Non-lethal presence of predators modifies morphology and movement rates in Euplotes
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Many species are able to modify aspects of their behaviour and morphology in the presence of predators. The aim of this study was to investigate the relationship between the expression of morphological and behavioural defences according to the framework proposed by DeWitt et al (1999). Experiments were carried out using hypotrich ciliates of the genus Euplotes as prey and turbellarians of the genus Stenostomum as predators. The smaller species Euplotes octocarinatus showed a greater proportional increase in width, a reduction in foraging movement rates and an increase in maximum movement rates following exposure to predator cues. The larger Euplotes aediculatus induced lesser changes in width, similar reductions in movement during foraging and no change in maximum speed following predator exposure. These results provide evidence of a cospecialised relationship between morphological and behavioural defences. Despite substantial differences in the absence of predators, movement rates and lateral body width were similar in both species following predator exposure. The observed changes may be considered adaptive, gape limited flatworm predators are unable to ingest large Euplotes and a reduction in movement rates during foraging reduces predator encounter rates, while an increase in maximal movement rates increases chances of predator evasion.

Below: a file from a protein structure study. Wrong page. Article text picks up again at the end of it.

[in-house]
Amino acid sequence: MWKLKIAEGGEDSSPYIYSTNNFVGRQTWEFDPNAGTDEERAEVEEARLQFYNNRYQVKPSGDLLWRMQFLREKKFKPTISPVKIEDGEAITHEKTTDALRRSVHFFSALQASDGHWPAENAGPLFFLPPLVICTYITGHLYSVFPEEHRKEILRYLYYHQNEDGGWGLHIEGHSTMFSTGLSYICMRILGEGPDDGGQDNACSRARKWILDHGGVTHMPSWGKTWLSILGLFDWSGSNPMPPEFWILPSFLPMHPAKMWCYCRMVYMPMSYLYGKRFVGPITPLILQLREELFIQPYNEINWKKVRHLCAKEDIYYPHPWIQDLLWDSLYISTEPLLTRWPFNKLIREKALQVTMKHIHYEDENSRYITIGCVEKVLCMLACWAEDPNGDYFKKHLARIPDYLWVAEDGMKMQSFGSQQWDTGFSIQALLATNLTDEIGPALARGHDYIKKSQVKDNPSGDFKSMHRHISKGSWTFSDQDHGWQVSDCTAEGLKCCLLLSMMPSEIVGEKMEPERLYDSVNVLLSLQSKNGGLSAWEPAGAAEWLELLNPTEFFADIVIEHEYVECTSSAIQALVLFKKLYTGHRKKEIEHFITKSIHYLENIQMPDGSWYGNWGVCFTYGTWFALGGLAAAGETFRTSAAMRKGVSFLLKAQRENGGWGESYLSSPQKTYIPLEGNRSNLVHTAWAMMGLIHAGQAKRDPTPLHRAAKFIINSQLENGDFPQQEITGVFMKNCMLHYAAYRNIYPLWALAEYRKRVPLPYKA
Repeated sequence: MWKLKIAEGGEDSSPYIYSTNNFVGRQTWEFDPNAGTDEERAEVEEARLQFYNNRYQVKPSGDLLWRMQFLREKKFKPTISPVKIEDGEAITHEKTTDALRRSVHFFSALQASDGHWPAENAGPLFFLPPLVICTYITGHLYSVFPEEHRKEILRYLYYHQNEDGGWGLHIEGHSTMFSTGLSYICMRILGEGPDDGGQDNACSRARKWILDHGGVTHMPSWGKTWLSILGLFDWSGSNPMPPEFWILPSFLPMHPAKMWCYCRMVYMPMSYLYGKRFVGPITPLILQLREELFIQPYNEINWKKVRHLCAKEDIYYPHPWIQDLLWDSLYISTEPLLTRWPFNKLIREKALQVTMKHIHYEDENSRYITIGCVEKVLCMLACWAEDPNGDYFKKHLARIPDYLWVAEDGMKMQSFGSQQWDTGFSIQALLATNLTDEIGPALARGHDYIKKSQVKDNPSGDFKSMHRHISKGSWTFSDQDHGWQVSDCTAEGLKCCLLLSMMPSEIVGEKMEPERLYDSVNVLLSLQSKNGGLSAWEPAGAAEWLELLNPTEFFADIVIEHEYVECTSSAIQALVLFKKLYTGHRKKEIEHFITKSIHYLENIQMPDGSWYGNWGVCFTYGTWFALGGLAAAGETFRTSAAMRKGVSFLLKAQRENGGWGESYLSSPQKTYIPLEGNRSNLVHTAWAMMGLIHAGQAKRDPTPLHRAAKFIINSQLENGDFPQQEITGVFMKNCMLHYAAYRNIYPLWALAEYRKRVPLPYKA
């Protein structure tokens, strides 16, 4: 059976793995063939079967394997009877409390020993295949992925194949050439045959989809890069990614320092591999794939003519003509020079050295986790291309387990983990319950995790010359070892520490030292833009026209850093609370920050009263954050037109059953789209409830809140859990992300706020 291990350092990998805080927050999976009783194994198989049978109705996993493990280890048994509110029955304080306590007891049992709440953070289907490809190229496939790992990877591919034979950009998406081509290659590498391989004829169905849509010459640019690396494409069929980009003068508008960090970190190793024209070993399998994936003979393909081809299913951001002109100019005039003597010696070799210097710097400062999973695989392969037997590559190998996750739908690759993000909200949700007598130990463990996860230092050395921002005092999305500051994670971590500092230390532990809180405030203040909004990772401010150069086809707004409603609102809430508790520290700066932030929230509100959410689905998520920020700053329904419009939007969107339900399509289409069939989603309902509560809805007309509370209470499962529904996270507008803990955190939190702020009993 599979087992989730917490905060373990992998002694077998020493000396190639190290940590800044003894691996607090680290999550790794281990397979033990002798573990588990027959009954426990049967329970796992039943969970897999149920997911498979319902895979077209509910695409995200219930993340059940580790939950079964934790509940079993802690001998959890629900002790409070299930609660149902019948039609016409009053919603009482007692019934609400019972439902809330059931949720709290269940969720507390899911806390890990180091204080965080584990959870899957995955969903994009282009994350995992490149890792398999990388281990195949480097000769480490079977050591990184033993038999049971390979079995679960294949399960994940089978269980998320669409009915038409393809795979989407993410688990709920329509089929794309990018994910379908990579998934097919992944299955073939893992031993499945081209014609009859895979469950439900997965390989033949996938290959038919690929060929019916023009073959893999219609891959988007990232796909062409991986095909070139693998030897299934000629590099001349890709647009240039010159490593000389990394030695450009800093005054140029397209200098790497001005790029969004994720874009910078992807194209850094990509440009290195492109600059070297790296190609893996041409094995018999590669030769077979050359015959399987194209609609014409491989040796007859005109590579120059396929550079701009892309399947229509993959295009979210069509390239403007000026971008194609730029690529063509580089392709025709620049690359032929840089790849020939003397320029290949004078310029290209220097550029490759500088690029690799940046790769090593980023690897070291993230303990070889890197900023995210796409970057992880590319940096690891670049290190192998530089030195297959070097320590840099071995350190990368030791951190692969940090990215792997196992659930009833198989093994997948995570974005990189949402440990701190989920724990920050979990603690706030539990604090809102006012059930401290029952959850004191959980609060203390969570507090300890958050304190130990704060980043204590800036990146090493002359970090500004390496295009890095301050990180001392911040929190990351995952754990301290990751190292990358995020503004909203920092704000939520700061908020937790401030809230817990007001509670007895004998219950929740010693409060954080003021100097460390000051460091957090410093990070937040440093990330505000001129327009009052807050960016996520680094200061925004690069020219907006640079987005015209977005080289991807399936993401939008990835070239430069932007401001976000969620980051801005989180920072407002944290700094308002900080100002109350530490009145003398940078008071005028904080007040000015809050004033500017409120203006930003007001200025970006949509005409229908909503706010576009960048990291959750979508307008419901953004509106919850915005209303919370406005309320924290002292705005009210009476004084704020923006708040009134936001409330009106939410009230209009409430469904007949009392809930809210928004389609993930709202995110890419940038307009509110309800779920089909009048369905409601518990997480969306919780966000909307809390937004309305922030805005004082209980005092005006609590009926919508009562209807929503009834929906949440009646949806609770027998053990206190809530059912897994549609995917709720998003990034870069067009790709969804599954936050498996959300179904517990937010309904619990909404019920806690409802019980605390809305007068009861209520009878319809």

KeywordsBehaviour Inducible defences Predator–prey Swimming speed Stenostomum
We wish to thank John Taylor for the use of microscopic equipment (funded by CFI) and Maarten Voordouw for his insightful comments on earlier versions of this manuscript. This work was funded by an NSERC Discovery grant awarded to Bradley R. Anholt and the Canada Research Chairs programme.
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